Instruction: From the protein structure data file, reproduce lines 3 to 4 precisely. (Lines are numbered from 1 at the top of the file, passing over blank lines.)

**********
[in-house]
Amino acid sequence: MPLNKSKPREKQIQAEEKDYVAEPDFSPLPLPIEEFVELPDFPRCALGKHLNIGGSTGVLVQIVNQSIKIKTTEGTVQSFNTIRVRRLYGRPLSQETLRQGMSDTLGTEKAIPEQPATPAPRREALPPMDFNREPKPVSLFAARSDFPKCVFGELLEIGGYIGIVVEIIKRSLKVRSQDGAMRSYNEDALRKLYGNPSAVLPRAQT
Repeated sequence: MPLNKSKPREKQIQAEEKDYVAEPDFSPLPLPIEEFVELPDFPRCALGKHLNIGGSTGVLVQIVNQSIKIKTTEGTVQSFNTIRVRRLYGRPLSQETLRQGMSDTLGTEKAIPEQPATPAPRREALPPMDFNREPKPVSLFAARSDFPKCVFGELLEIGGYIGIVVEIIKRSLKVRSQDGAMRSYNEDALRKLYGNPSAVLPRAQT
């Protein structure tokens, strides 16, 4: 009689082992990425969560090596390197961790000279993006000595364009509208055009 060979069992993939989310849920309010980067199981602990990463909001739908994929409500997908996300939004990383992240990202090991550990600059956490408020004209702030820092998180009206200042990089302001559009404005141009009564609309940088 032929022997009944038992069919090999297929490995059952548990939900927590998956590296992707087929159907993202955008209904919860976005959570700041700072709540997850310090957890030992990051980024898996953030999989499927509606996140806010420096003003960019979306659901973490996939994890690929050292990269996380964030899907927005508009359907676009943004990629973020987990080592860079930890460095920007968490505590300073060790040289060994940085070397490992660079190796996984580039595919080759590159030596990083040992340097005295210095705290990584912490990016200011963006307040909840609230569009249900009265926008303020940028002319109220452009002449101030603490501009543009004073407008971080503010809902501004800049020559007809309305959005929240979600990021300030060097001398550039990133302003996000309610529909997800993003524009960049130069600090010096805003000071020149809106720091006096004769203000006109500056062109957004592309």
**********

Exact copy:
Repeated sequence: MPLNKSKPREKQIQAEEKDYVAEPDFSPLPLPIEEFVELPDFPRCALGKHLNIGGSTGVLVQIVNQSIKIKTTEGTVQSFNTIRVRRLYGRPLSQETLRQGMSDTLGTEKAIPEQPATPAPRREALPPMDFNREPKPVSLFAARSDFPKCVFGELLEIGGYIGIVVEIIKRSLKVRSQDGAMRSYNEDALRKLYGNPSAVLPRAQT
């Protein structure tokens, strides 16, 4: 009689082992990425969560090596390197961790000279993006000595364009509208055009 060979069992993939989310849920309010980067199981602990990463909001739908994929409500997908996300939004990383992240990202090991550990600059956490408020004209702030820092998180009206200042990089302001559009404005141009009564609309940088 032929022997009944038992069919090999297929490995059952548990939900927590998956590296992707087929159907993202955008209904919860976005959570700041700072709540997850310090957890030992990051980024898996953030999989499927509606996140806010420096003003960019979306659901973490996939994890690929050292990269996380964030899907927005508009359907676009943004990629973020987990080592860079930890460095920007968490505590300073060790040289060994940085070397490992660079190796996984580039595919080759590159030596990083040992340097005295210095705290990584912490990016200011963006307040909840609230569009249900009265926008303020940028002319109220452009002449101030603490501009543009004073407008971080503010809902501004800049020559007809309305959005929240979600990021300030060097001398550039990133302003996000309610529909997800993003524009960049130069600090010096805003000071020149809106720091006096004769203000006109500056062109957004592309």